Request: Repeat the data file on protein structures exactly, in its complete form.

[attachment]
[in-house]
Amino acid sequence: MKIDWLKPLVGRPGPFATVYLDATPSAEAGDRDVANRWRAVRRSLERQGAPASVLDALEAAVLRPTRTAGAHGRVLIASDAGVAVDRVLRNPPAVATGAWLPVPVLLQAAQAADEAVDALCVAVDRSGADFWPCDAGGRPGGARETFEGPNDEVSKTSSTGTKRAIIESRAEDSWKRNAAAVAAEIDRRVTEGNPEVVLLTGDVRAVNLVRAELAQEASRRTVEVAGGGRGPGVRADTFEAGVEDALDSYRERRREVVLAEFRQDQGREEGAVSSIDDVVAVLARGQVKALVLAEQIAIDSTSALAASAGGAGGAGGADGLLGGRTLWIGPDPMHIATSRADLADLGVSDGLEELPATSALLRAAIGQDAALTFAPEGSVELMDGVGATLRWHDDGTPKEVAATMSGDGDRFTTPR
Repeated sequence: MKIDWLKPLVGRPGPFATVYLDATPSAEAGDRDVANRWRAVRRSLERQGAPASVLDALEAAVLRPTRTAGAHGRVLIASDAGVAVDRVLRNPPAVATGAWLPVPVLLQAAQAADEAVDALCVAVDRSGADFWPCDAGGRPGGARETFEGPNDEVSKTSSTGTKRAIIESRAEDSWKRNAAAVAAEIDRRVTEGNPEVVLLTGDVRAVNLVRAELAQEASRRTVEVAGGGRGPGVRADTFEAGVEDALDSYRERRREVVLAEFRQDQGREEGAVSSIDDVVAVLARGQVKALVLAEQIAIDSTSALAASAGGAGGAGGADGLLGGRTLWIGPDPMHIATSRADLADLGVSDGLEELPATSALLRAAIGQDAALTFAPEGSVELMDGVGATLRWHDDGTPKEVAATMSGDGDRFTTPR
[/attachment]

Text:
[in-house]
Amino acid sequence: MKIDWLKPLVGRPGPFATVYLDATPSAEAGDRDVANRWRAVRRSLERQGAPASVLDALEAAVLRPTRTAGAHGRVLIASDAGVAVDRVLRNPPAVATGAWLPVPVLLQAAQAADEAVDALCVAVDRSGADFWPCDAGGRPGGARETFEGPNDEVSKTSSTGTKRAIIESRAEDSWKRNAAAVAAEIDRRVTEGNPEVVLLTGDVRAVNLVRAELAQEASRRTVEVAGGGRGPGVRADTFEAGVEDALDSYRERRREVVLAEFRQDQGREEGAVSSIDDVVAVLARGQVKALVLAEQIAIDSTSALAASAGGAGGAGGADGLLGGRTLWIGPDPMHIATSRADLADLGVSDGLEELPATSALLRAAIGQDAALTFAPEGSVELMDGVGATLRWHDDGTPKEVAATMSGDGDRFTTPR
Repeated sequence: MKIDWLKPLVGRPGPFATVYLDATPSAEAGDRDVANRWRAVRRSLERQGAPASVLDALEAAVLRPTRTAGAHGRVLIASDAGVAVDRVLRNPPAVATGAWLPVPVLLQAAQAADEAVDALCVAVDRSGADFWPCDAGGRPGGARETFEGPNDEVSKTSSTGTKRAIIESRAEDSWKRNAAAVAAEIDRRVTEGNPEVVLLTGDVRAVNLVRAELAQEASRRTVEVAGGGRGPGVRADTFEAGVEDALDSYRERRREVVLAEFRQDQGREEGAVSSIDDVVAVLARGQVKALVLAEQIAIDSTSALAASAGGAGGAGGADGLLGGRTLWIGPDPMHIATSRADLADLGVSDGLEELPATSALLRAAIGQDAALTFAPEGSVELMDGVGATLRWHDDGTPKEVAATMSGDGDRFTTPR